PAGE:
Tromso is not unpleasant, it’s not exactly big or the Paris of the North as some sites have referred it to, its weather is relatively mild, we certainly thought so as munched on ice cream in sub-zero temperatures next to Ishavskatedralen, the Arctic Cathedral, by the Fløyfjellet Mountain looking across Tromso towards the Tromsdalstinden peak. Tromso is known as the gateway to the Arctic. Roald Amundsen must have thought so too, there are statues of him everywhere, even though he flew from here to his death on the Arctic icecap in 1928. With this in mind we head off to the old wooden warehouse of the Polarmuseet (Polar Museum).
If macabre displays of stuffed seals, bloody skinning and whale hooks and other trappings from the Arctic are your thing, knock yourself out. The larger display is about Svalbard with archaeological finds from an old Russian whaling station and nearly a whole floor devoted to Roald Amundsen and Isbjornkongen, the Polar Bear King, Henry Rudi who spent many a year bludgeoning and bashing polar bears. It’s easy to look at whaling and the cruelty of hunting without context of life in the Arctic Circle back then.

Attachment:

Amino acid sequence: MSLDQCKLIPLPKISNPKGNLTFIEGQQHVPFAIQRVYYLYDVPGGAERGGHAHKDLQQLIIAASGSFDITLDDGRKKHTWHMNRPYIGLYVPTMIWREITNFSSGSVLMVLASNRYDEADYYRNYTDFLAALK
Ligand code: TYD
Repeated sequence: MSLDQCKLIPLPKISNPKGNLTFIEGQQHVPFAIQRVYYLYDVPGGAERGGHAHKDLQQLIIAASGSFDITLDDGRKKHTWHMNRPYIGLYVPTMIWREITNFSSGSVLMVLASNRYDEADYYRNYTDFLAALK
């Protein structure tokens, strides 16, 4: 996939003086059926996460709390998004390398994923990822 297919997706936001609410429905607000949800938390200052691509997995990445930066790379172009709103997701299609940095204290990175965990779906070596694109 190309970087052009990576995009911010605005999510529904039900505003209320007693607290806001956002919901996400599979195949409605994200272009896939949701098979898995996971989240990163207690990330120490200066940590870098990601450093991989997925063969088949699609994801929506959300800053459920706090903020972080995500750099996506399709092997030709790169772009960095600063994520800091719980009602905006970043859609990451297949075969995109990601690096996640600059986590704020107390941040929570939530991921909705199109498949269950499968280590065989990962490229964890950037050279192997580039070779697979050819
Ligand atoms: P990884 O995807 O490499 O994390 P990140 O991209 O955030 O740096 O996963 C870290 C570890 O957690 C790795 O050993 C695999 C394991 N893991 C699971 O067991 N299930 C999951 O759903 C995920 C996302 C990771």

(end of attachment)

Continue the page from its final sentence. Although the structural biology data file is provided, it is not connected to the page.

The Gulf Stream protects Tromsø from the extremes of Arctic weather, it still gets cold (for us Brits) but things are different as we move north, this side of the land in Kirkenes – we certainly feel the difference. To give you some idea of how cold these places can get, the ice planet Hoth scenes in The Empire Strikes Back was filmed in Norway, below the Arctic Circle, and we are way above the Arctic Circle. Its real cold with real snow. The chances of either one of us becoming a case of spontaneous human combustion, lit from the spark of all the fleece we are wearing seems remote. Chilled to the bones, thermal underwear has never been so attractive, wanted or needed. Wind-chill on deck can be a stunner. My natural layers of blubber i.e. fat, has not helped me withstand the cold chill.